360° content is increasing in popularity.
The production of 360 degree content couldn’t be easier; most of us have access to devices capable of capturing images that software or apps can stitch together to give an immersive viewing experience.
Lecturers across the university continue to explore this technology, generating good quality content for students to access through their devices whilst studying a module.
However, our own Media Production Team have invested in the latest Insta360 Pro 360º professional camera, which they explain, presents a whole range of new possibilities when filming around campus. To learn more about the Media Production Team and the Insta360, visit the Learning Services wiki pages.
Examples of use: Areas across campus where 360° video is being used and generating interest:
- Faculty of Health and Social Care – Paramedics and the 360° Experience. An ambitious project which aims to expose students to a variety of environments, giving them a sense of being present at a scene without actually being there in person (virtual practitioner). Barry Mathews (Lecturer in Paramedic Practice and Pre-hospital Care) is exploring the potential of 360° images to simulate hazardous and clinical settings. Students will practice their observational skills and identify individual hazards and use this to influence their dynamic operational risk assessment.
- Whilst on field trips with her students, Susan Jones (Lecturer – Geographical Information Systems) produced a series of 360° photographs of locations visited along the Northwest Coastline of scientific interest. For Sue, who is keen to start using immersive content on her modules, this was an exciting time to (metaphorically speaking), tentatively dip a toe into the immersive water. Initial thoughts suggest there is value in producing content that students can use for revision, that gives them the means to study and explore areas of interest and identify points of reference.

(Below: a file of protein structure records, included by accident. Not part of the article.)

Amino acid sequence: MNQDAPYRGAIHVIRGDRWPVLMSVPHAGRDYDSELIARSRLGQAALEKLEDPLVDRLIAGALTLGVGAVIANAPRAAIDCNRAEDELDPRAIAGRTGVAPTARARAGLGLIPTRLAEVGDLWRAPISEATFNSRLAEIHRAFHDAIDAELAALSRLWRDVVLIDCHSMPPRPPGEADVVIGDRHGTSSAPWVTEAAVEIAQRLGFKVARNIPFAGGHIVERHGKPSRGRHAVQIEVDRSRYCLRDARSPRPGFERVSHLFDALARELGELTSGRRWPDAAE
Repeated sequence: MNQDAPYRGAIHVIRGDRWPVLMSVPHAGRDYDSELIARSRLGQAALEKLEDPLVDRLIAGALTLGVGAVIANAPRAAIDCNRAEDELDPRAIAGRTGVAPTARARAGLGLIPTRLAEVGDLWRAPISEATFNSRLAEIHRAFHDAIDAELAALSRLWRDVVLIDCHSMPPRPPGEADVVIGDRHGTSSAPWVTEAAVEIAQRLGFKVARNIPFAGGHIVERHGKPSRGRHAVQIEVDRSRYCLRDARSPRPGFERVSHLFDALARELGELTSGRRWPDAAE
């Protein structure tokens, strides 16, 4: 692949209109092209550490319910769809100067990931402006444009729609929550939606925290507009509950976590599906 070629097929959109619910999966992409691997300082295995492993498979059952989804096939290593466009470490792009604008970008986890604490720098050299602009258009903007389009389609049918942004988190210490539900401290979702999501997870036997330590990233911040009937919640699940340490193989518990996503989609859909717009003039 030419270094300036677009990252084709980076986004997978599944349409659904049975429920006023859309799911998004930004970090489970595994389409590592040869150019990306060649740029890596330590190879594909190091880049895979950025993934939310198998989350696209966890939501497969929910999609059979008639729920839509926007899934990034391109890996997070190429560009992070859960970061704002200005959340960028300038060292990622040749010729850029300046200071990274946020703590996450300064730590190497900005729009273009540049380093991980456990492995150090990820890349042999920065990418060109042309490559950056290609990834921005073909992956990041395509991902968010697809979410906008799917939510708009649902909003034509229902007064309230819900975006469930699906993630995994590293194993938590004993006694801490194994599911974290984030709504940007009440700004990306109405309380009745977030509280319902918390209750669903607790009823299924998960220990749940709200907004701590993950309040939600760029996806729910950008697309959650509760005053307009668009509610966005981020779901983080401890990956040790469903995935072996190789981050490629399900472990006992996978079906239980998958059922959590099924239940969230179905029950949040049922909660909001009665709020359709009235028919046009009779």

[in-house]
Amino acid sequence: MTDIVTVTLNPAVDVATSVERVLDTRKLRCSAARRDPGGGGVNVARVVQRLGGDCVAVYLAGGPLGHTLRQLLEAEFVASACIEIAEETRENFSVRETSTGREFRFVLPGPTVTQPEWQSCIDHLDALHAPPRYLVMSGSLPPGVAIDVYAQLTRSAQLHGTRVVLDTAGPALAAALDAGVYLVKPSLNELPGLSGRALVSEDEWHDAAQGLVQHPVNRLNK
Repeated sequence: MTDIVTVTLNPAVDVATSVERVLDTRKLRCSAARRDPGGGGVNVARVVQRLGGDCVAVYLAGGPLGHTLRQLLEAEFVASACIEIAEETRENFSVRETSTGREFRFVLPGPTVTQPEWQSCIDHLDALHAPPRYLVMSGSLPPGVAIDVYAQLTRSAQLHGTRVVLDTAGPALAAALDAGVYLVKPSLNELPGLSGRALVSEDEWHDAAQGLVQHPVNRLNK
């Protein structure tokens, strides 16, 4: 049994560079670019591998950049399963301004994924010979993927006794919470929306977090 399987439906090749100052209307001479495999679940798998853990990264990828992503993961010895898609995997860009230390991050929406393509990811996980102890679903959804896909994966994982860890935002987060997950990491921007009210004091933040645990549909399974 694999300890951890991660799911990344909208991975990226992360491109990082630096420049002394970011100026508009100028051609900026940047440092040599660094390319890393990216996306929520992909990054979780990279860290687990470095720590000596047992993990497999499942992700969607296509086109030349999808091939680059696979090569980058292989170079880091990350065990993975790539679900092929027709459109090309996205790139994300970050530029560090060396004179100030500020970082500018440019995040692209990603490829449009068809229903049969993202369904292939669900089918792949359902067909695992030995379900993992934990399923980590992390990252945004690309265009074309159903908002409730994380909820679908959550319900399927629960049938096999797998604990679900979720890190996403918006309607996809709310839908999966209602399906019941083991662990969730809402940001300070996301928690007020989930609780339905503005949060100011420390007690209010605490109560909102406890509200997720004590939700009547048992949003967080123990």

- The University Library, as part of its introduction to staff and students, has produced a 360° tour. People can take a virtual look around the different spaces and facilities before actually visiting in person. Interactive hot-spots provide information whilst red target-like buttons make it possible to move from room to room and between floors.
Other uses of 360 content:
- Capital Projects site walk-through (CATALYST). Experience Edge Hill University’s newest £26m building, go on a tour with others and see how the building looks during its construction.
- Aintree Library IT Suite and Issue Desk 360° Images. Never visited Edge Hill University’s Aintree Library? These photosphere images give you an all-round view of the IT Suite, Issue Desk, study space and shelf stock.
Plans for future use: